We recently have been testing out a security tool named OWASP ZAP to see if an automated tool (or more accurately considering the work that needs to be done to get it to be useful, semi-automated) could provide some additional value beyond the kind of security checks we already do during our security reviews. We ran that over the admin pages of this plugin and it identified a possible issue. The issue is something that our normal checking during a security review would have caught as well, though. When we went to look into the details we found that the issue was more serious than what the tool identified.

What the tool identified was that on the plugin’s Options page there was a reflected cross-site scripting (XSS) vulnerability. When checking other plugins we have found that type of issue has been a false positive because it doesn’t understand the implication of a nonce in the request that was included in the requests. In this case there wasn’t a nonce, which meant that there was a cross-site request forgery (CSRF) issue when saving the plugin’s settings as well. That can be combined with XSS leading to a CSRF/XSS vulnerability. That is probably more serious than a reflected XSS issue, though neither is likely to be exploited.

What an automated tool like that doesn’t do is understand the underlying code that leads to the vulnerability. With this vulnerability, as we went to look at the underlying code we found that it was more serious.

The saving of the plugin’s settings is handled by the function update_options() in the file /lib/rich-reviews-options.php. The only requirement in that code to change the settings is that the POST input “update” is set to “rr-update-options”:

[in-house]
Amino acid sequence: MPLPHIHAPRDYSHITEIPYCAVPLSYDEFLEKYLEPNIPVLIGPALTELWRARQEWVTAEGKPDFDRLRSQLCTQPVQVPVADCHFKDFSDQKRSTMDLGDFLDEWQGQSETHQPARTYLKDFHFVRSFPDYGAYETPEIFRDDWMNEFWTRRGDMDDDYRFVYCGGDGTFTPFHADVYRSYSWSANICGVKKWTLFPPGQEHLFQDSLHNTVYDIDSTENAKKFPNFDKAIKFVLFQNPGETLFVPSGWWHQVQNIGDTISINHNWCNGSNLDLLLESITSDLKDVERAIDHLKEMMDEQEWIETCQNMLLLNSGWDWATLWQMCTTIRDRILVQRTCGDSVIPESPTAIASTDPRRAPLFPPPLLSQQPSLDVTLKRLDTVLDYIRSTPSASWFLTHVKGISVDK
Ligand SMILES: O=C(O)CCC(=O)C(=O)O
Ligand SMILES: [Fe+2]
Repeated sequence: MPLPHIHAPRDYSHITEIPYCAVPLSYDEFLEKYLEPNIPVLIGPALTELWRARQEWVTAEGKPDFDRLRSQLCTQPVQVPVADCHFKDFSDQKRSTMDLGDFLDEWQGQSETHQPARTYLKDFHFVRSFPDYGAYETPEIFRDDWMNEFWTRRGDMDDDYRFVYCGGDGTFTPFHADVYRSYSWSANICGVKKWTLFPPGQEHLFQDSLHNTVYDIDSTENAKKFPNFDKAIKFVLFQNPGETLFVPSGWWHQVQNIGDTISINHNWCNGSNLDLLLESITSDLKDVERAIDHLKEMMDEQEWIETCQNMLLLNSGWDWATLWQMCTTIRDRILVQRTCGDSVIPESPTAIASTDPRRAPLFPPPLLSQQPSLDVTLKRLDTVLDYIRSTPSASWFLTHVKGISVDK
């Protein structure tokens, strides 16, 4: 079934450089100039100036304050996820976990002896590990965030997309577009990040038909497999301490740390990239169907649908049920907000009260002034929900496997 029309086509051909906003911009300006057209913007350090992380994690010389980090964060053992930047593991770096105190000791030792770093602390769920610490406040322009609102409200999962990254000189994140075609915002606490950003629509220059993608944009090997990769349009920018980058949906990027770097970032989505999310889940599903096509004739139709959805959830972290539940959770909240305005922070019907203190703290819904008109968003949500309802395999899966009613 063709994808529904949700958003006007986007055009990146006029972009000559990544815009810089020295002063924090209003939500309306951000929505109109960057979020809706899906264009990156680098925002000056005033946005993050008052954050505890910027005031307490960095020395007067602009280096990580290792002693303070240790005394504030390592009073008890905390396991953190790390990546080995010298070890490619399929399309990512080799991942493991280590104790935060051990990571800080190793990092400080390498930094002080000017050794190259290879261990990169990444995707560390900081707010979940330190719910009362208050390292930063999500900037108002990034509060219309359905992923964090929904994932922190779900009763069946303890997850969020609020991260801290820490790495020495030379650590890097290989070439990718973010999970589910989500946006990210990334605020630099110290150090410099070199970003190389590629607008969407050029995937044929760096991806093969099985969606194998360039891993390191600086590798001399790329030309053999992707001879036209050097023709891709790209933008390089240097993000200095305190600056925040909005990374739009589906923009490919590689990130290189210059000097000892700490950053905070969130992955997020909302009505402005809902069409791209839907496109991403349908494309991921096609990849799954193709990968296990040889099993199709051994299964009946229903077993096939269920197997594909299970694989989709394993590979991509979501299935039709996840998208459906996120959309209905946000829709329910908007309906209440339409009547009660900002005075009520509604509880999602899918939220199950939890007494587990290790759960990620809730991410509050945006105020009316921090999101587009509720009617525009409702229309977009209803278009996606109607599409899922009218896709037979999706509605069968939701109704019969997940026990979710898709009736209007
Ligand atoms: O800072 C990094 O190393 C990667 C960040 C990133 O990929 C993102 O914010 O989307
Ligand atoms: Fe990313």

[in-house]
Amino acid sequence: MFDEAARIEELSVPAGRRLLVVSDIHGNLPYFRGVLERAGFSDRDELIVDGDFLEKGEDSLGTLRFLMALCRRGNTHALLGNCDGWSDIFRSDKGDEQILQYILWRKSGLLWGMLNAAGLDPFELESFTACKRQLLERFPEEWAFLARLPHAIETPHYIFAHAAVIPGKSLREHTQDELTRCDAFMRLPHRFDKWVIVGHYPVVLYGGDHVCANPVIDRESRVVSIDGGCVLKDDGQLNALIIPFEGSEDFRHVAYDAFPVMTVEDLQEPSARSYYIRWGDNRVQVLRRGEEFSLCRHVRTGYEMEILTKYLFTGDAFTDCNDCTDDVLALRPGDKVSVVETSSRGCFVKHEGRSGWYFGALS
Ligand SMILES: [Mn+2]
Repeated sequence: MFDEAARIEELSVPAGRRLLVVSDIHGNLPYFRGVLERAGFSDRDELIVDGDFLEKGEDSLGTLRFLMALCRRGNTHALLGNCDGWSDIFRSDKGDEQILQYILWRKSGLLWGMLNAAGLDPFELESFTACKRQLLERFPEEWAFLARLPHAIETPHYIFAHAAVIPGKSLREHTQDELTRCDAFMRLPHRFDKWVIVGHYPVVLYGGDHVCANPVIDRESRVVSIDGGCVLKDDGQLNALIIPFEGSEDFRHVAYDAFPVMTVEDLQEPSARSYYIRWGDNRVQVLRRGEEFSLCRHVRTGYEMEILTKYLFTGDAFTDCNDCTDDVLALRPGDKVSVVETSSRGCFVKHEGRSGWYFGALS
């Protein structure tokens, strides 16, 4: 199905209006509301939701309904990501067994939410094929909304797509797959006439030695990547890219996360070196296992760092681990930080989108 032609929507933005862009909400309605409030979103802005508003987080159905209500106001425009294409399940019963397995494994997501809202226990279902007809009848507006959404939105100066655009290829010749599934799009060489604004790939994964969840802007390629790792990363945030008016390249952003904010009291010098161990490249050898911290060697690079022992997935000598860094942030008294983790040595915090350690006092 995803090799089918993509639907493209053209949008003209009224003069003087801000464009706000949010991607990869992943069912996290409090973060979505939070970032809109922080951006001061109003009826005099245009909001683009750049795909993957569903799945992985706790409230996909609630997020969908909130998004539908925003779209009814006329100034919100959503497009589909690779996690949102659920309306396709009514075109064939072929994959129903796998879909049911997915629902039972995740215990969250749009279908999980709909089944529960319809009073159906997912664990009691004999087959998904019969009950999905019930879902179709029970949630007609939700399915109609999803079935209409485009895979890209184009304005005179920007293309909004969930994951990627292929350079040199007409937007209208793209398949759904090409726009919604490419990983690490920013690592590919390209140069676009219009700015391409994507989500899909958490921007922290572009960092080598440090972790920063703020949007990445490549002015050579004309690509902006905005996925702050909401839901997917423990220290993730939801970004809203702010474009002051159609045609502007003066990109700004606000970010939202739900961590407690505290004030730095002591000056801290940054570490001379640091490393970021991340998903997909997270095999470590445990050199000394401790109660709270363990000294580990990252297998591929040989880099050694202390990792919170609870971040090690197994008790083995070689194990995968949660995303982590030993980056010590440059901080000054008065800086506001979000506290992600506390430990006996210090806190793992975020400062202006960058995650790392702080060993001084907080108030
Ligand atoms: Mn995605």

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public function update_options($init = null) {
	if($init == true ) {
		foreach($this->defaults as $key => $val) {
			if(!$this->get_option($key)) {
			  $this->update_option($key, $val);
			}
		}
	}
	if (isset($_POST['update']) &amp;&amp; $_POST['update'] === 'rr-update-options') {

That function is called when a new instance of the class RROptions is being constructed. A new instance of that class is created when new instance of the class RichReviews is being constructed. That in turns in happens on the last line of the plugin’s main file:

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$richReviews = new RichReviews();

That means that any time the plugin is loaded, which would be when any page on the frontend or the backend of WordPress is loaded, as long as the plugin is activated, it would be possible to change the plugin’s settings. So someone could send a request to homepage of the website and cause the plugin’s settings to be changed. Through that an attacker could cause malicious JavaScript code to be output on frontend and or admin pages.

Lesser Issues Fixed

On November 3 we notified the developer of all those issues and they replied later that day. On November 13 the two lesser issue that our checker identified were fixed, but the more serious issue with the changing of the settings was not fixed. The version number was not changed, so if anyone that is already using version 1.7.3 would not be prompted to update. On November 14, we notified them that the more serious issue was unresolved. They responded the next day, that would be worked on. Nothing has happened since then.

Proof of Concept

The following proof of concept will change the value of the plugin’s Submit button text to JavaScript code that would show an alert with any available cookies, which would run both frontend pages that show that as well as on the Options page.

Make sure to replace “[path to WordPress]” with the location of WordPress.

<html>
<body>
<form action="http://[path to WordPress]" method="POST">
<input type="hidden" name="update" value="rr-update-options" />
<input type="hidden" name="form-submit-text" value='"><script>alert(document.cookie);</script>' />
<input type="submit" value="Submit" />
</form>
</body>

Timeline

  • November 3, 2017 – Developer notified.
  • November 3, 2017 – Developer responds.
  • November 13, 2017 – Developer release new version of 1.7.3, which resolve less serious issues.
  • November 14, 2017 – Developer notified of unresolved issue.
  • November 20, 2017 – Developer responds.

Concerned About The Security of the Plugins You Use?

When you order a plugin security review from us we review the plugin for issues that hackers would exploit if the knew about them as well as making sure that that needed security checks have been implemented in the plugin. If you order two reviews you will receive free lifetime subscription to our service.